When I was seven years old, my first-grade teacher asked everyone to draw what they wanted to be when they grew up. I remember walking around my classroom during parent-teacher night with the room plastered with drawings, learning all about my classmates’ long-term aspirations. Who knew? It was a room full of aspiring astronauts and baseball players.
I have to admit, I was the odd man out. My picture portrayed a man hunched over a typewriter, working away at his book. Even recalling that image today makes me sit up straight at the keyboard.
A few years ago, at dinner with my friend Laura, I was talking about my writing and she about her impending graduation from social work school. Both of us felt on the cusp of something career-like but we had to pause and acknowledge that this year was the first time in our lives we had really revisited that old idea of “what do you want to be when you grow up.” We started mapping out the trajectories for all of our mutual friends. They too had hit their late twenties and were all of a sudden scrambling to figure out what they wanted to do with the rest of their lives.
It occurred to me that given the current educational and economic situation in the United States, maybe the question of what you want to be when you grow up is outdated. This conversation steered me toward what is perhaps a better question for the thoughtful young person of today: “Who do you want to be when you grow up?”
I found that in determining who you want to be when you grow up, it is helpful to physically map some things out for yourself. And a mandala can be useful as a map. One translation of the Sanskrit word mandala is “circle.” It is a diagram often used in Buddhism to depict the abode of ￼a deity or a microcosm of the universe. A mandala can be viewed in some respect as a sort of organizational chart.
The idea is that what is at the center of the mandala influences everything else in it. We can think of our lives and livelihood in those terms. Here is a fun exercise I encourage you to engage in:
1) Copy the diagram above by drawing a circle, then drawing three to five circles around it, in a concentric manner
2) Meditate for ten minutes
3) Toward the end of that meditation session, ask yourself, “What qualities do I want to cultivate in myself?”
4) Write those qualities down on a separate piece of paper. Be concise—just a few words will do. It might be kindness, sincerity, wisdom, or something equally personal to you.
5) Look at those qualities. Let your mind rest on them. As you rest your mind, discern which feel most pertinent.
6) If there is one that really stands out, write that down at the center of your mandala. For some people it might read feeling less stressed-out all the time or being more gentle or practicing compassion. Try to make it a quality rather than a job title.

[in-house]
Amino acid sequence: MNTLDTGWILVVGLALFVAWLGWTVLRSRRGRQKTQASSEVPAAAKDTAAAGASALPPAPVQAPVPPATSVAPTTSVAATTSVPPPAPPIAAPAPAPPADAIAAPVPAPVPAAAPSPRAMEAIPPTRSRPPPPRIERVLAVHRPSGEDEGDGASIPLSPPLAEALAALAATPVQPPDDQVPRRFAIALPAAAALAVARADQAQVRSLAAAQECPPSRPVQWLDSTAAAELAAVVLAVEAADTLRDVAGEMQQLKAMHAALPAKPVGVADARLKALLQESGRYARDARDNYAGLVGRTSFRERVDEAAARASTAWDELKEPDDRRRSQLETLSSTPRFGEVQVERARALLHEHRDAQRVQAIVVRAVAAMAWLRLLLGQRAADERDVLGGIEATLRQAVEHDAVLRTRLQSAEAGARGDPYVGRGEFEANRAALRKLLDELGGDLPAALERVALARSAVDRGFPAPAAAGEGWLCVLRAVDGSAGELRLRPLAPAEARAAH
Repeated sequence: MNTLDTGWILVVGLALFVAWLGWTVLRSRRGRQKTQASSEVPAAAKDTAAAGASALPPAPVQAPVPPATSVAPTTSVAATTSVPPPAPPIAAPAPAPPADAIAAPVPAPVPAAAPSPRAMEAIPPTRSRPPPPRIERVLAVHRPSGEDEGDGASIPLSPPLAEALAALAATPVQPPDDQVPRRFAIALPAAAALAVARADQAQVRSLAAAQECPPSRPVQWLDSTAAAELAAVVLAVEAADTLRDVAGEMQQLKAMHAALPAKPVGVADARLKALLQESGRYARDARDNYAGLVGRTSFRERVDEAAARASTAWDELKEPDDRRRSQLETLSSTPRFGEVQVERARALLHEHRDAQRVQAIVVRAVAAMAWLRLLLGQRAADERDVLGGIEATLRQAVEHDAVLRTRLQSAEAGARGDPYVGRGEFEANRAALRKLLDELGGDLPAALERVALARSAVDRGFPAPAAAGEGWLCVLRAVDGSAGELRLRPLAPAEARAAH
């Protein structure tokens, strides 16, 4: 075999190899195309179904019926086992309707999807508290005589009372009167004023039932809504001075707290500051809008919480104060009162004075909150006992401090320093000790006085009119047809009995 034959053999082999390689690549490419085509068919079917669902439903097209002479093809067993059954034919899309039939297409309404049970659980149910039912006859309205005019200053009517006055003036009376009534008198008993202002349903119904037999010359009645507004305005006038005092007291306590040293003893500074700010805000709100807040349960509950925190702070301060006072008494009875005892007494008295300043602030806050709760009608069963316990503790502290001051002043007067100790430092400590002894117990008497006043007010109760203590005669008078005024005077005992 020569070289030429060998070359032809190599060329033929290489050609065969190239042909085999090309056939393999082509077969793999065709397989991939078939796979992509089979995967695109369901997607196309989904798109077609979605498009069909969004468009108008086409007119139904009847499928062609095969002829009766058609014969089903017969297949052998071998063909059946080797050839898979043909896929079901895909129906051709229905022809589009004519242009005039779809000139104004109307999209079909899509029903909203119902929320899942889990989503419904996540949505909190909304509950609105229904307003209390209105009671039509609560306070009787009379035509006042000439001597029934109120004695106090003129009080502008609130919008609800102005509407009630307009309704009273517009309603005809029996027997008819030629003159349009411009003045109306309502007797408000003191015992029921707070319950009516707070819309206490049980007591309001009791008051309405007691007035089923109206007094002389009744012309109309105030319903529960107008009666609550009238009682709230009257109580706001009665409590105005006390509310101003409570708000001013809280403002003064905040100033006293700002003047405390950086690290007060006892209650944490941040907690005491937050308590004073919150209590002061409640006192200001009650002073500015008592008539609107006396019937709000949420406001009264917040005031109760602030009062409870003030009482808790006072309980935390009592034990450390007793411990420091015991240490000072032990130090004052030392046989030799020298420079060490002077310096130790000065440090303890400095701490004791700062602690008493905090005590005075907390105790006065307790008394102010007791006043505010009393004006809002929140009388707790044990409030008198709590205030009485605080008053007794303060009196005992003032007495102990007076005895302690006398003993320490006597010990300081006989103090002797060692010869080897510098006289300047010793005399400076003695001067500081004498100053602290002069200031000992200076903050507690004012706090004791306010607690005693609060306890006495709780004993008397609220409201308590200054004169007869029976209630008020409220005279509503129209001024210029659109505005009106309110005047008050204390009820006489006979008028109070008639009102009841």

7) In the circle outside of that core, write down some people or things that are important to you. You might write the names of family members or the name of your partner, or hobbies you engage in, or (I recommend this one) what you do or aspire to do for a living. Continue in the next circle out with other aspects of your life. Do you run? Put that in there. Do you like museums? Singing? Put those down. Continue to fill out the circles you provided for yourself with various aspects of your life. The more important they are to you, the closer they belong to that innermost circle.
8) Draw a line from the core of the mandala to each of those things you have written down.
9) On each of those lines, write how you might want your core motivation to influence that aspect of your life. For example, if you wrote down kindness, what would shift in that connection to your boss? What would shift in how you spend your money? What would shift in how you exercised?
10) When you are done writing, place the paper aside and rest with whatever feelings have come up. Then return to formal shamatha meditation, staying with your breath for five minutes.
When you engage in an exercise like the ten steps earlier, you are switching your focus from questions about what you ought to be doing with your career and instead embracing an idea of who you want to be. This will be helpful as you engage your career path, because you can always cultivate the qualities that are important to you, whereas you may not always be able to make a living doing exactly what you want to do.
Now, imagine for a moment a world where an entire generation took the view that it is more important that they determine who, not what, they want to be when they grow up. Some would still become baseball players and astronauts, but they would engage their work with the values that are most important to them.
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